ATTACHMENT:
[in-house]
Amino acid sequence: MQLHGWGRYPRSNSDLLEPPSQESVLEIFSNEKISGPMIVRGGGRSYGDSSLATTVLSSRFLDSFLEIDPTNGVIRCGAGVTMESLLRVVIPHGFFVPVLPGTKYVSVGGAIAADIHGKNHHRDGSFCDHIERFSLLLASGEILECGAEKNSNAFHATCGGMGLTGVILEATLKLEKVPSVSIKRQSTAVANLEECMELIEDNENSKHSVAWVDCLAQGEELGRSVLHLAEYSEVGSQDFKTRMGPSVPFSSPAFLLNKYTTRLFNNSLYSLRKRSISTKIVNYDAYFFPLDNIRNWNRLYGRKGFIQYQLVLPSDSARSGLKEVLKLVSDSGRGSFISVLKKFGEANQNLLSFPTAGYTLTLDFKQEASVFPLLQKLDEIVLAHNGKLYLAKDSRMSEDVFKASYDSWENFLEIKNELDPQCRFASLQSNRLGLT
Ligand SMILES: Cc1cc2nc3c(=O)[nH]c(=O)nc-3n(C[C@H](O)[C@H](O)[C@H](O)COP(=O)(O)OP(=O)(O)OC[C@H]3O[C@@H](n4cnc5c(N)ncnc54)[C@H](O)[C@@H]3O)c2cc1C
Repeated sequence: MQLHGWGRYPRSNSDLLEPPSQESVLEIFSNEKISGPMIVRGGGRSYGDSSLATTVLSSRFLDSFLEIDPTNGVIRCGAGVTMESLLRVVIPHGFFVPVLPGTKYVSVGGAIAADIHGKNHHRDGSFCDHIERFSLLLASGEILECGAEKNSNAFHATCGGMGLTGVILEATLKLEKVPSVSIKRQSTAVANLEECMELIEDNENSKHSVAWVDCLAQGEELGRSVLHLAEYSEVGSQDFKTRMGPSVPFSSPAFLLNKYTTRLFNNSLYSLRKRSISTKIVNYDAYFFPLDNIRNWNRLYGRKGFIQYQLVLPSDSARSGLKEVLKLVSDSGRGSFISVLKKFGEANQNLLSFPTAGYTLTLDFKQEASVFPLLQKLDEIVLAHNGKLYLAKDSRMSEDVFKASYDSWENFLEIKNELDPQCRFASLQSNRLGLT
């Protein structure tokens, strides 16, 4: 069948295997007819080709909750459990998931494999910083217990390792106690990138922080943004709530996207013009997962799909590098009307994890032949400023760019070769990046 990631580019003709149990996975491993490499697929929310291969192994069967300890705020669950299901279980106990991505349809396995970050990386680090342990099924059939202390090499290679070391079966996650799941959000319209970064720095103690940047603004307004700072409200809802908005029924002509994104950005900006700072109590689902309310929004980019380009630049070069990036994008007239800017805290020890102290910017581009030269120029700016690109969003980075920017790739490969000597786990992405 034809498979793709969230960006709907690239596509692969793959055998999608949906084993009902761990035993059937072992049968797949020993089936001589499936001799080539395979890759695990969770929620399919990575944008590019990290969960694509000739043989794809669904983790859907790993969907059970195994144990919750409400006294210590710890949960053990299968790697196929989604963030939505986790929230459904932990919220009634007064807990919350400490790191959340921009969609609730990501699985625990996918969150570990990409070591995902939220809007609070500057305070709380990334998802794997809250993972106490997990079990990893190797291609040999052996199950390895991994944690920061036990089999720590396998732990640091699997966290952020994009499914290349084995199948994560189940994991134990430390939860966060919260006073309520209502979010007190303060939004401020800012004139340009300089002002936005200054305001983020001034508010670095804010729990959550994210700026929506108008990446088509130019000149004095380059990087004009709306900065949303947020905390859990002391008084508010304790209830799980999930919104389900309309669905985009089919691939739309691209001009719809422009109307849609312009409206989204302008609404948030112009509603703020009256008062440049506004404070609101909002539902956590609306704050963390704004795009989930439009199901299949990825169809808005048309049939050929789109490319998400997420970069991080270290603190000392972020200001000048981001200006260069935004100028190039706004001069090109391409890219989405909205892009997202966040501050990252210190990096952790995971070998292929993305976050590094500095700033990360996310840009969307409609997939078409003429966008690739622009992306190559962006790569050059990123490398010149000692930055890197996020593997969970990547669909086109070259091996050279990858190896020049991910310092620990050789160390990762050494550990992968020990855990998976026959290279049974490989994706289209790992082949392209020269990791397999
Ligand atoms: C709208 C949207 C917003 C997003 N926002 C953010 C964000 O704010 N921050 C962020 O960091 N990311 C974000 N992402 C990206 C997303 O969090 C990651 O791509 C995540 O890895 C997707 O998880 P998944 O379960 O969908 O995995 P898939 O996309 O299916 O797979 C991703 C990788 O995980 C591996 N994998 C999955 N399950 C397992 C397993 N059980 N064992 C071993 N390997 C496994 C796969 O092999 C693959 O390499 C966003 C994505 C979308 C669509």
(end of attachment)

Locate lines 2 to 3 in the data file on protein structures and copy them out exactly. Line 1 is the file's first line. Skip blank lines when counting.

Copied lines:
Amino acid sequence: MQLHGWGRYPRSNSDLLEPPSQESVLEIFSNEKISGPMIVRGGGRSYGDSSLATTVLSSRFLDSFLEIDPTNGVIRCGAGVTMESLLRVVIPHGFFVPVLPGTKYVSVGGAIAADIHGKNHHRDGSFCDHIERFSLLLASGEILECGAEKNSNAFHATCGGMGLTGVILEATLKLEKVPSVSIKRQSTAVANLEECMELIEDNENSKHSVAWVDCLAQGEELGRSVLHLAEYSEVGSQDFKTRMGPSVPFSSPAFLLNKYTTRLFNNSLYSLRKRSISTKIVNYDAYFFPLDNIRNWNRLYGRKGFIQYQLVLPSDSARSGLKEVLKLVSDSGRGSFISVLKKFGEANQNLLSFPTAGYTLTLDFKQEASVFPLLQKLDEIVLAHNGKLYLAKDSRMSEDVFKASYDSWENFLEIKNELDPQCRFASLQSNRLGLT
Ligand SMILES: Cc1cc2nc3c(=O)[nH]c(=O)nc-3n(C[C@H](O)[C@H](O)[C@H](O)COP(=O)(O)OP(=O)(O)OC[C@H]3O[C@@H](n4cnc5c(N)ncnc54)[C@H](O)[C@@H]3O)c2cc1C